Monday, September 8, 2014

So How Bad Was the New Ninja Turtles?

A few weeks ago, the geek world fell into despair. Guardians of the Galaxy, far and away the best movie of the summer, had been beaten in its second weekend by a movie everyone had been dreading - the Michael Bay-produced adaptation of the Teenage Mutant Ninja Turtles. And with good reason - everything we'd seen in the trailers showed us a bland, humorless world of Bayformers style explosions and giant robots.

This weekend, given two hours or so to see a movie and not able to see Guardians for the fourth time, I finally gave in a purchased a ticket to Teenage Mutant Ninja Turtles. Was it bad? Was it really bad? Was it Revenge of the Fallen bad? All these questions and more will be answered, as you read on.
First of all, spoilers ahead, for those of you who care.

Second of all, the answer to all three questions above: No.

The fact that Ninja Turtles is a decent movie is a huge surprise, given the trailers and the producer. Is it a great movie? No. There are definitely still some major problems with it. Let's take a look:


Who let this through? Who allowed this? The turtles have noses, and dead eyes, and are so over-designed that they look kind of terrifying. They're also god-damn-gigantic, which makes no sense for creatures that are supposed to be lithe and stealthy. Each character is given a distinct costume to show off their interests - which is actually a great idea. But there's so much stuff crammed onto each Turtle that they just look like a confusing mess. And they're not nearly as terrifying as-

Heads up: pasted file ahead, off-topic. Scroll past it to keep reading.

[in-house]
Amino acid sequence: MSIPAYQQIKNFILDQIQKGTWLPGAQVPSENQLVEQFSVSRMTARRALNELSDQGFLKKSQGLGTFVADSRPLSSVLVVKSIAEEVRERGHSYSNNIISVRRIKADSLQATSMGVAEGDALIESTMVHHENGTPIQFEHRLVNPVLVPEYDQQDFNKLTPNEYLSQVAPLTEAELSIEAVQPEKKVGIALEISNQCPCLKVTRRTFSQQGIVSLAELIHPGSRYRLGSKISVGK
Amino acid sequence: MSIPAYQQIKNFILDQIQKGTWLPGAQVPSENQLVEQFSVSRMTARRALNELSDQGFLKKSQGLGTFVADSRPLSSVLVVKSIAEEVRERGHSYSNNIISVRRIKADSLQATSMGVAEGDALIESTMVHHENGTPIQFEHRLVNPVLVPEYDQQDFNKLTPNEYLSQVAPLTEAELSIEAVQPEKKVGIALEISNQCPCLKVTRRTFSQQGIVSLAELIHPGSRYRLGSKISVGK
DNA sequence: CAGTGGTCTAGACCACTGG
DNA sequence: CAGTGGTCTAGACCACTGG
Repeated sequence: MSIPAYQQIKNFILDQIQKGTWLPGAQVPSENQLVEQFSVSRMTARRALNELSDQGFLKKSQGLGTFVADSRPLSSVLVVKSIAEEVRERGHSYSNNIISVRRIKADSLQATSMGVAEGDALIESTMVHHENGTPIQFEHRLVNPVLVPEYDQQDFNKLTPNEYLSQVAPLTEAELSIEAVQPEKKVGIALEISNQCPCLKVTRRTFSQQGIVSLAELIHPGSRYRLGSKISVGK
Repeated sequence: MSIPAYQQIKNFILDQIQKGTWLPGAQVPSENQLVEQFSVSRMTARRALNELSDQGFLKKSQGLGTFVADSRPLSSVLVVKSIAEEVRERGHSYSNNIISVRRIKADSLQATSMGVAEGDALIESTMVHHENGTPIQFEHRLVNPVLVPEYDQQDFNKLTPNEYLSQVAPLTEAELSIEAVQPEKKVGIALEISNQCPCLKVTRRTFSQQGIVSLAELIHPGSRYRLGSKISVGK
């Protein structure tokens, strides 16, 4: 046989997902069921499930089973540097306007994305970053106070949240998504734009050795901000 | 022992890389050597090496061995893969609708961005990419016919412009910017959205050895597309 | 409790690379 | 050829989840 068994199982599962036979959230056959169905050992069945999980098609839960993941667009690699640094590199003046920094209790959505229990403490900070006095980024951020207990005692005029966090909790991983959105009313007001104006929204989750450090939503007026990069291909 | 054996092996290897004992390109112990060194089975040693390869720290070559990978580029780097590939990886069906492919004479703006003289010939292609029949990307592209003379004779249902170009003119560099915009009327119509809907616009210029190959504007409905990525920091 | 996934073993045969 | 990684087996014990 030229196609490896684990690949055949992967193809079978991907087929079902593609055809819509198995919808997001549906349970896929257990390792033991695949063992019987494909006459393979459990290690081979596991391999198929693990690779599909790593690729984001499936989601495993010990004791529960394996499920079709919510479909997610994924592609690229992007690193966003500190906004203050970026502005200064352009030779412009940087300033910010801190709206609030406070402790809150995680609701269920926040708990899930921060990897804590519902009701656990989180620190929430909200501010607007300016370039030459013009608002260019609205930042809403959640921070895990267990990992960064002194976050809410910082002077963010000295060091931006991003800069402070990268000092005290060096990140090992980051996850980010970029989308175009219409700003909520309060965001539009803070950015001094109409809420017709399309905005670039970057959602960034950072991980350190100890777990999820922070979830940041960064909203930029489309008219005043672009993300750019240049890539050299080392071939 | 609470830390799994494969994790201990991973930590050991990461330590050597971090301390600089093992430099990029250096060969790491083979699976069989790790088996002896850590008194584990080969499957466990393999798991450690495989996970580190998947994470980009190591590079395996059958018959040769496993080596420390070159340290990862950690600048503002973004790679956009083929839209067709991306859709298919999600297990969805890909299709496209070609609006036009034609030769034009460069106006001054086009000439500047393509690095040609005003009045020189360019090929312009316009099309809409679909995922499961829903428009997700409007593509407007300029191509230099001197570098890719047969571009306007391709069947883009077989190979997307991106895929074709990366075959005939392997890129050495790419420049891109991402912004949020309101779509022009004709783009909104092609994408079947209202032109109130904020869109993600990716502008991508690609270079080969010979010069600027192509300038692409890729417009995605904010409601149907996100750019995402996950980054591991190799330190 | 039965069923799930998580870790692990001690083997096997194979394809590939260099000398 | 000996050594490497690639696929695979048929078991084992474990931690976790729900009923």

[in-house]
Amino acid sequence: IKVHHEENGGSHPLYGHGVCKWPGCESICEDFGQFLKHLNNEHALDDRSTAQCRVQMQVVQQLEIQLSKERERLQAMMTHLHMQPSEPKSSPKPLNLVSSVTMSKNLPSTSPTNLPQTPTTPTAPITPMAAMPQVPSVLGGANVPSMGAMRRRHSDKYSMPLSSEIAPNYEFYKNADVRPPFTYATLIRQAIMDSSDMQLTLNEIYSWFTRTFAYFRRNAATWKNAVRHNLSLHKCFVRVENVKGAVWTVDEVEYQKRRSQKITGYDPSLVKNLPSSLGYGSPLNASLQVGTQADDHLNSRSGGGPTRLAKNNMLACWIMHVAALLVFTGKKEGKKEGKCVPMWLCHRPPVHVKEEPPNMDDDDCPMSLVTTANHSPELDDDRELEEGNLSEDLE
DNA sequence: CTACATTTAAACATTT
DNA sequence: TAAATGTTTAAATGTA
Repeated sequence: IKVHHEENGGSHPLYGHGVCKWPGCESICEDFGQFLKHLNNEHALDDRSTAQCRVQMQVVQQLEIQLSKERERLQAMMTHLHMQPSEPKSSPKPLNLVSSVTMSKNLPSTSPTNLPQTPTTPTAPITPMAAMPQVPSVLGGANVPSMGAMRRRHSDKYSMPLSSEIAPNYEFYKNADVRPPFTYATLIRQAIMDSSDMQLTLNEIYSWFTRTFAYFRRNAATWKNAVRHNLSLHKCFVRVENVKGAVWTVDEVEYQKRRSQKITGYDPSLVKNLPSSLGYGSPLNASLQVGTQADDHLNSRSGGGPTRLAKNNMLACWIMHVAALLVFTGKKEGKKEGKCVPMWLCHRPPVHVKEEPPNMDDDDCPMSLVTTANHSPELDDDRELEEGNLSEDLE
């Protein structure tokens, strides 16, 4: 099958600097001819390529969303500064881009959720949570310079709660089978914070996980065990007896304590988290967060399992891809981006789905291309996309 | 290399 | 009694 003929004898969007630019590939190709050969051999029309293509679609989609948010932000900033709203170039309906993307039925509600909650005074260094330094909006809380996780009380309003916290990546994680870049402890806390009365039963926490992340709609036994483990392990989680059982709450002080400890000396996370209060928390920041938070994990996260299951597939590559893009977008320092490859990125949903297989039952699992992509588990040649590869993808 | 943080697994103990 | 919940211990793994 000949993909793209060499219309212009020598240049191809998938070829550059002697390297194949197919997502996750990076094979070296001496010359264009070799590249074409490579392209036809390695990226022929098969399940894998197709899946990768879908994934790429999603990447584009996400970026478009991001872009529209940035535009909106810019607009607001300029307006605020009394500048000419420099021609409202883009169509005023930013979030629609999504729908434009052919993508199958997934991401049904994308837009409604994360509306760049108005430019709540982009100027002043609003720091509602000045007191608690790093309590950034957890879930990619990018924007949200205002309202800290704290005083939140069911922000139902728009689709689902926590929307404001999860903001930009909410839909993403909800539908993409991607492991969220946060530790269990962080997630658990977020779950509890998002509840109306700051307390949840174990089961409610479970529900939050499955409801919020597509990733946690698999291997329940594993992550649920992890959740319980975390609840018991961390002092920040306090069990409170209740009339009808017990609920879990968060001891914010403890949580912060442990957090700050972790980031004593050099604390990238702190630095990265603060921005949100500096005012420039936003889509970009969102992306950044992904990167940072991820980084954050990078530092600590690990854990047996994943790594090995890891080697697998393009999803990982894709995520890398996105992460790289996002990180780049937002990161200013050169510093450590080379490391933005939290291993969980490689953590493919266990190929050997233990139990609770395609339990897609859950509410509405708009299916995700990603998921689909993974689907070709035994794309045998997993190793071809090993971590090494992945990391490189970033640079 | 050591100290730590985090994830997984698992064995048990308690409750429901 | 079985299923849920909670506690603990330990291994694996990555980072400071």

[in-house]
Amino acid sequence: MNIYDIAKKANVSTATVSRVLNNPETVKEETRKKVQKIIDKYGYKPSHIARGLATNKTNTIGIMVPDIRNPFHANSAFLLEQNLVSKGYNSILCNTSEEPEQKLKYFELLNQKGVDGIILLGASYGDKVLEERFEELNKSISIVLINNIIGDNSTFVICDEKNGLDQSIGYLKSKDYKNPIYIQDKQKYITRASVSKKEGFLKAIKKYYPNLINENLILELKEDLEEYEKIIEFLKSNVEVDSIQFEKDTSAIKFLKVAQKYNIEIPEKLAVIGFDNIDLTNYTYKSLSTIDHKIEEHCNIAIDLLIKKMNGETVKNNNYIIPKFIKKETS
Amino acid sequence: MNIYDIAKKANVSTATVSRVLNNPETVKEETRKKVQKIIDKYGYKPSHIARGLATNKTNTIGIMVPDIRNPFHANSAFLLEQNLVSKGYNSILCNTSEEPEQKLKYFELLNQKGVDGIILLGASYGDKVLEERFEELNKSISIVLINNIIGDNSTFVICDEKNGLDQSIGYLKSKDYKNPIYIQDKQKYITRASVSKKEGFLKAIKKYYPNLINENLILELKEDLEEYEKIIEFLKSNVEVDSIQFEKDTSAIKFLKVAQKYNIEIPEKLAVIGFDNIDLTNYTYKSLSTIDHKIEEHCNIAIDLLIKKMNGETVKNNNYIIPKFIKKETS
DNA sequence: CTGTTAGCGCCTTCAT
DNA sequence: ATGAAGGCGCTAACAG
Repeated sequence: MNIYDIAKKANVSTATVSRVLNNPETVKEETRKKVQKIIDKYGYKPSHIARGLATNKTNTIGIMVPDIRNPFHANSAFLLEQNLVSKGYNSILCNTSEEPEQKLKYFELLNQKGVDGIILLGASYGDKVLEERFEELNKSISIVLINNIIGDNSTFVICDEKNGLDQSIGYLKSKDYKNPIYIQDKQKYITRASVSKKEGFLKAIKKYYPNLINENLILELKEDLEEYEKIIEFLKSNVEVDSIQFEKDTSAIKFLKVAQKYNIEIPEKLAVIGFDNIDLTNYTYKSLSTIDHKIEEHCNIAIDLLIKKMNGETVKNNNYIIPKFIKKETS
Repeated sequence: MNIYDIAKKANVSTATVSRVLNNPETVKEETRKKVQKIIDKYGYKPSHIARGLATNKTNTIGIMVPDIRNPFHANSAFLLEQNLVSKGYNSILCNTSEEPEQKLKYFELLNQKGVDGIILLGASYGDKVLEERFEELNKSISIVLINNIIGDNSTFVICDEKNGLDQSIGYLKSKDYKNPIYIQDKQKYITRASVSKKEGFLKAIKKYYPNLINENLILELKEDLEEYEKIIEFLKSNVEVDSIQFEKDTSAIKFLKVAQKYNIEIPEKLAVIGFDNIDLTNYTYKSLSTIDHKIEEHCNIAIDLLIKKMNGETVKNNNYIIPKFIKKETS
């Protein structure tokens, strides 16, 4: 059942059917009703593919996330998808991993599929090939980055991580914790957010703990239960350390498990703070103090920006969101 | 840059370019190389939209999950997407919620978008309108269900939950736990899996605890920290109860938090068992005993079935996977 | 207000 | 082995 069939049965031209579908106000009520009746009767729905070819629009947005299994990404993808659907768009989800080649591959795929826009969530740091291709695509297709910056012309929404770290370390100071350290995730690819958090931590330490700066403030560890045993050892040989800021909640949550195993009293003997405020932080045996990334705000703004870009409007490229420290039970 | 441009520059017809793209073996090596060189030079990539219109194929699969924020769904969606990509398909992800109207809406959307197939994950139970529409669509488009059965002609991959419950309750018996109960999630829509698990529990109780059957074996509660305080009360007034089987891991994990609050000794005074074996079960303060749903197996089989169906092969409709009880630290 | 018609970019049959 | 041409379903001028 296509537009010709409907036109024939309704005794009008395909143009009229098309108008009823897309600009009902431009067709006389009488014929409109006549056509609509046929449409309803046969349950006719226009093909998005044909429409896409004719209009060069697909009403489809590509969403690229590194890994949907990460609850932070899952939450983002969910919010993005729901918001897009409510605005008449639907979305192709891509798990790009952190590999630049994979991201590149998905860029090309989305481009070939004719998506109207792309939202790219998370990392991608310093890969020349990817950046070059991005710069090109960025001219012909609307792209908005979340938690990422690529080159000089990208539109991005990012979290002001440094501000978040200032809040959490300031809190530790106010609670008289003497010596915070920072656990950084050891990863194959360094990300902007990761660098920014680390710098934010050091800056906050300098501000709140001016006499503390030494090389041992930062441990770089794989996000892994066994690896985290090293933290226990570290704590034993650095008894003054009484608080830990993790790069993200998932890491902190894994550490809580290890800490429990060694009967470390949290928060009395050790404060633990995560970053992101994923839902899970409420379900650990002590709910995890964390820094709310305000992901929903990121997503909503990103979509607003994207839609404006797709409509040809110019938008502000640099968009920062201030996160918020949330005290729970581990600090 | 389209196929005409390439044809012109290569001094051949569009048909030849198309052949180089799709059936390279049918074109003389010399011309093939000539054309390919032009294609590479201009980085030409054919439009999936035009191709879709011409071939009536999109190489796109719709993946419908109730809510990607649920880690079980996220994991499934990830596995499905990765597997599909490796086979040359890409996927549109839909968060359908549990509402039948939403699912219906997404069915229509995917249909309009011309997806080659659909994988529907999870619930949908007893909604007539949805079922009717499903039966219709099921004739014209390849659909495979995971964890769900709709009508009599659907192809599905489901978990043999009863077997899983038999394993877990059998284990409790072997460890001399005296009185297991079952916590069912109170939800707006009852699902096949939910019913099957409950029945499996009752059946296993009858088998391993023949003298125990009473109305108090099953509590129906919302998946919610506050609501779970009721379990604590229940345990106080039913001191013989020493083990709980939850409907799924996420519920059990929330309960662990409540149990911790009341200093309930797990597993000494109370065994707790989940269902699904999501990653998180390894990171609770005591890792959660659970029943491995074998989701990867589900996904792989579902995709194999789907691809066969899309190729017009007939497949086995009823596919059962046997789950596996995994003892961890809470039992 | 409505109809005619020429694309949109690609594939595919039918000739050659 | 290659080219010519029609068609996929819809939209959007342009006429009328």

I cannot find a single publicity photo of Splinter that shows his face, so this will have to do. Luckily, it's a good representation. His face is the worst CG effect in the movie, with jet-black eyes and fur that looks like it came straight out of Monsters Inc, ten years ago. Combine that with two major problems: 1) He's played by a white dude. (Tony Shaloub. Who's a great actor! But not a great Splinter.) A white dude who's not even trying to do a Japanese accent. 2) In this version, Splinter is not a Japanese warrior who knows Ninjitsu from years of training, he's a mutated rat who accidentally found a book on Ninjitsu in the sewer. It's...a bit hard to swallow.


Poor Megan Fox. Seriously - after proving that she was completely replaceable in the Transformers series, her old boss brought her back for this one, and it's almost exactly as bad as we'd feared. I give her a lot of credit, she's clearly trying like her career depends on it. And it's certainly not, say, a Kristin Stewart performance. She shows emotion, and even a little character growth...but her line readings are so consistently terrible that it takes you right out of the movie. And this movie cannot afford to do that.

That's about what we expected. So why do I still call it a decent movie? Because, the fact is, I came out of it with a big smile on my face. There are huge chunks of this film that are flat out fun, and you can tell director Jonathan Liebsman and crew had an understanding of their source material that many Bay adaptations often lack. So here's what's good, or even great about this film: